In terms of hands-on wow are your squad mates gung-ho at times. I'll be there sitting on a balcony sniping at the enemies approaching below and they'd be running down the stairs to kick them in the nuts. At least you can heal them remotely that is if you realise what the meters at the bottom of the screen mean, because surprise, surprise the game doesn't hand out that sort of information. You can direct them as mentioned, but too often you're too busy keeping your own head down to micro-manage.

[Update as well as left. right, and up; down causes them to return to your position. Needless to say I discovered this by accident]

Next joy conversational gambits. Talk to someone and you'll get a wheel from which you can choose a topic. As you might expect the game doesn't tell you how to use this. The fun is that the label that appears may at times have nothing to do with what you actually say - you might think you're being caring by asking how someone is but what comes out may be the equivalent 'Are you fit enough to carry on?'. Also at times an icon will appear at the bottom left or bottom right of the screen urging you to press L2 or R2. L2 in blue R2 in red. Likewise at times a blue or red conversation option will appear on the wheel. These are Paragon or Renegade options. How do they work - yeah guess. Though if you read the tips on the loading screens you get more information - how pathetic is it that you need to learn how to play the game through random loading screen tips.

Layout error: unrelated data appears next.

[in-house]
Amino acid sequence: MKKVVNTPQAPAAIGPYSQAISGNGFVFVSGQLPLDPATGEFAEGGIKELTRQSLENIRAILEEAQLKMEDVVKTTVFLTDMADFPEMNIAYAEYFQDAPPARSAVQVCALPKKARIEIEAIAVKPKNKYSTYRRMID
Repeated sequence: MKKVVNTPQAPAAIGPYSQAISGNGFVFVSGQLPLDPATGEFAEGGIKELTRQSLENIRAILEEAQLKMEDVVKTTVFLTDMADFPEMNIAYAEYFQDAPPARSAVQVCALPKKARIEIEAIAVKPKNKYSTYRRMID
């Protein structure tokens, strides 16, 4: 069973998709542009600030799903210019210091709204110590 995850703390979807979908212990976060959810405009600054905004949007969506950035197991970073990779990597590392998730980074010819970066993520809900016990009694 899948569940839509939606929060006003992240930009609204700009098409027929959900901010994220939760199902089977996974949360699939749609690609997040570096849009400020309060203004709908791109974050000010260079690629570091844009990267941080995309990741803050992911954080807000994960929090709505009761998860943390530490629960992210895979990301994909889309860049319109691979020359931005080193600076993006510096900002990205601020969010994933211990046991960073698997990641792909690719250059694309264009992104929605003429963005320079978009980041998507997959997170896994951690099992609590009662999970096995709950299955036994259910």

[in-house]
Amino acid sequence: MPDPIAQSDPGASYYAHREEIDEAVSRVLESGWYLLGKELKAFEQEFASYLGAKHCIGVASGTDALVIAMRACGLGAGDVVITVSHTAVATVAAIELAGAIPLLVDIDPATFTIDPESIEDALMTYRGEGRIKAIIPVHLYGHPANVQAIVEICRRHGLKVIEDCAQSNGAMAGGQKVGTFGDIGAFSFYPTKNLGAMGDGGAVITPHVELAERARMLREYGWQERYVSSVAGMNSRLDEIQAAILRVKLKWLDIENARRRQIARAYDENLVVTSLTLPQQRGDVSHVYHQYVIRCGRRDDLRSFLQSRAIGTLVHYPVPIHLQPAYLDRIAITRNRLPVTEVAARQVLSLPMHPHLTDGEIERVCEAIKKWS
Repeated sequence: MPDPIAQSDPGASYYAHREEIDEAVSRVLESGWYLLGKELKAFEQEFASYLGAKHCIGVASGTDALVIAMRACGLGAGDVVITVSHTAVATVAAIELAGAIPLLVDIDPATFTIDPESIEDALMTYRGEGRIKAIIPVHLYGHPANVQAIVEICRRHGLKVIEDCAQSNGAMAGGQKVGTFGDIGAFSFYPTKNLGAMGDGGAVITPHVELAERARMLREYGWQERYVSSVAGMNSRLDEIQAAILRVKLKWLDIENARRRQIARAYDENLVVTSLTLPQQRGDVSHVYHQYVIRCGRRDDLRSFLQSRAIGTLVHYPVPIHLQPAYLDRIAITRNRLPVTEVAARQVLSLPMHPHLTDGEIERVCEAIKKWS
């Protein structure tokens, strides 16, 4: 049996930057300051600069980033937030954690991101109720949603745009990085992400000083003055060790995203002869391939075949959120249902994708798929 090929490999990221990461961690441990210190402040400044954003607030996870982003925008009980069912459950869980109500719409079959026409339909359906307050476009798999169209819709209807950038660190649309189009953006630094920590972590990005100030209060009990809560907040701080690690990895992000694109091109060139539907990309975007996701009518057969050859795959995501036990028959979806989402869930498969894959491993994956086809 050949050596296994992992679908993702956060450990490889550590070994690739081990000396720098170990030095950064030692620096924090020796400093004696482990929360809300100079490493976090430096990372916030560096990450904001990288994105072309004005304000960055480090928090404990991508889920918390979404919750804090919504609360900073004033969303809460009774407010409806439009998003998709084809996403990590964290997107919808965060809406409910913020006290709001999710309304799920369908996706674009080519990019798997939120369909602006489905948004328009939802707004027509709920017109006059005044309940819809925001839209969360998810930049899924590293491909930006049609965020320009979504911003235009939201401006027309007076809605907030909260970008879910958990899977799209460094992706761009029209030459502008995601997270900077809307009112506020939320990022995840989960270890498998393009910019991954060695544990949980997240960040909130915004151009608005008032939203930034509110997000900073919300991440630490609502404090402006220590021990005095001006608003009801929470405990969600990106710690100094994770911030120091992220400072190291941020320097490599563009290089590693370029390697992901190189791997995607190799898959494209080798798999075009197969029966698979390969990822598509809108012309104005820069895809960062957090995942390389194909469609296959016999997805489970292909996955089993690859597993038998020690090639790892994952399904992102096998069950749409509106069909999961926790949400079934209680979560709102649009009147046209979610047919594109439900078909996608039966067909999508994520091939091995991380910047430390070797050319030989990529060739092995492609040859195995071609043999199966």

One highly amusing incident occurred during an early mission - I finished hacking something and suddenly I got a whole heap of +2 Paragon Points; +3 Renegade Points, Codex Item acquired, etc. Yep the game had finally caught up with all the things I'd done up to that point. I was left with a WTF? All that for hacking a safe?

Drat forgot Character Creation. Pick a stock face or model one yourself. Trouble is you can only see it from the front and the sides. You'll be playing the game with the camera behind you most of the time. Get something that looks hideous from behind and you need to start the game ALL OVER AGAIN. Yep no plastic surgery in the future you're stuck like that. Choose the wrong layout, because [sigh] you're not actually told what any of the powers actually do and once again it's start from the beginning.

The stupid thing is that this is a good and fun game; but so many flaws could have been alleviated with a decent manual and a test firing range.

Oh and again surely the PS3 has some flag to tell the game when I'm not connected to the internet? So fed-up of the in-built screen informing me I have a problem with my internet connection - yeah it's not on you can tell this by the lack of a bloody IP address.

It's just such a mess at times.